The University of Arizona’s undergraduate enrollment has increased in recent years, bucking the declines experienced by many colleges throughout the U.S. For the Tucson region, the university’s home, that upward trend is key.
Higher education institutions are “the most important” element to the economic life of Arizona cities and towns, said Michael Guymon, president and CEO of the Tucson Metro Chamber.
“The University of Arizona is the greatest economic asset that we have in the region,” he said.
The area also hosts Arizona State University facilities, Pima Community College and various trade schools. Those institutions are “extremely important for us to provide much-needed postsecondary education to develop the skills needed for companies to hire the right people and ultimately to succeed,” Guymon said.
Enrollment at colleges and universities throughout the U.S. has dropped significantly in recent years, a trend worsened by the COVID-19 pandemic. And enrollment could continue to drop 5% to 10% a year in the near future, according to Clive Belfield, a professor of education and labor economics at Queens College, part of the City University of New York.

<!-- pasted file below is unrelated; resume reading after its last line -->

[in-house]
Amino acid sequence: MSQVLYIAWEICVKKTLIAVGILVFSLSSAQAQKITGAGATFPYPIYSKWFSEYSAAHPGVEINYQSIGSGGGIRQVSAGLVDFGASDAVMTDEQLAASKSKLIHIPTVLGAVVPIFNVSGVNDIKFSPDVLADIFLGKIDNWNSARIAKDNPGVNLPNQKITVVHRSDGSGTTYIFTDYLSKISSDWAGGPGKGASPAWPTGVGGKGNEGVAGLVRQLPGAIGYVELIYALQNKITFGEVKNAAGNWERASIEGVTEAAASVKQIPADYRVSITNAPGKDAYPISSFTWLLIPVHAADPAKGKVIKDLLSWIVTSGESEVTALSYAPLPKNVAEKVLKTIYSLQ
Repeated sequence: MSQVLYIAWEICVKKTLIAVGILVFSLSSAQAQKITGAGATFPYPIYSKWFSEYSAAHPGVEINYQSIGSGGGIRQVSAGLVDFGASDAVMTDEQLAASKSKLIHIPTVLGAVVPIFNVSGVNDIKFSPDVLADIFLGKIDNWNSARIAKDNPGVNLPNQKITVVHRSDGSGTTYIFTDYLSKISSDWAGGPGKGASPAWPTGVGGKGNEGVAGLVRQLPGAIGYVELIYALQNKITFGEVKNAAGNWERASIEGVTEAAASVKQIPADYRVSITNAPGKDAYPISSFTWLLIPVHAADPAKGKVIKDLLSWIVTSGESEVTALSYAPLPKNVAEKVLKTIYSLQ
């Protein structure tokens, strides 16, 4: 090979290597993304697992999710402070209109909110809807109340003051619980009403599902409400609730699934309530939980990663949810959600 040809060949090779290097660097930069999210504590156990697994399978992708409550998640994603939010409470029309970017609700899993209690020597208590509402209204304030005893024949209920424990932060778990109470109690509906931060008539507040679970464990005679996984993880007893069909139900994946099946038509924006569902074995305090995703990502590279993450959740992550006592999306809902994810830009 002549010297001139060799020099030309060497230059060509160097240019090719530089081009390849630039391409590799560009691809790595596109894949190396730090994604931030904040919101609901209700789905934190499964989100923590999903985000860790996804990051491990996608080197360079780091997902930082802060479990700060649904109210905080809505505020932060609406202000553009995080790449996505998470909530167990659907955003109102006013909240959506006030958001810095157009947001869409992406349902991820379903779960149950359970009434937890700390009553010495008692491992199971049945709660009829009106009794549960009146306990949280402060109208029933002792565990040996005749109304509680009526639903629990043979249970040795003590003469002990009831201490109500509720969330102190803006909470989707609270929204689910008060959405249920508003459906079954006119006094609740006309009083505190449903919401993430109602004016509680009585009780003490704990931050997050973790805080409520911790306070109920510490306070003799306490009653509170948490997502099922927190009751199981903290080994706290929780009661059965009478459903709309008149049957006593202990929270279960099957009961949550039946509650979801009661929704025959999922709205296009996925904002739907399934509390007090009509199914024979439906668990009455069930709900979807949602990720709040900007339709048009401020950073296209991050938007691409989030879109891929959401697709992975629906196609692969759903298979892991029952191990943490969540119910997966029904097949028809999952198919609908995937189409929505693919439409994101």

The U.S. is experiencing a declining college-aged population, while rising college costs, student loan debt and a reasonably attractive labor market have prompted some prospective students to avoid higher ed, Belfield said.
College leaders have also grappled with stagnant state funding and pressures to lower tuition, along with stagnant state funding. As a result, since 2016, more than 90 colleges and universities in 34 states have announced or finalized mergers or closures.
These college closures and the declining enrollment can have major ramifications for cities and towns that rely on the vast economic benefits that higher education provides.
Colleges are “primary economic engines” and a major part of the rural economy, said Matthew Wagner, chief program officer at Main Street America, a group that aims to improve the economic viability of downtowns.
A vibrant student enrollment is intrinsically linked to the success of businesses in college towns, said Wagner.
Educational institutions bring in new talent that can fill open positions, and hire local residents, he said. Money is spent locally by students and staff, visiting parents and grandparents and those attending campus sporting events. So does college backend operations that require contracting with local businesses, including restaurants, retail, construction, and various trade and professional services, he said.
The economic stakes in Arizona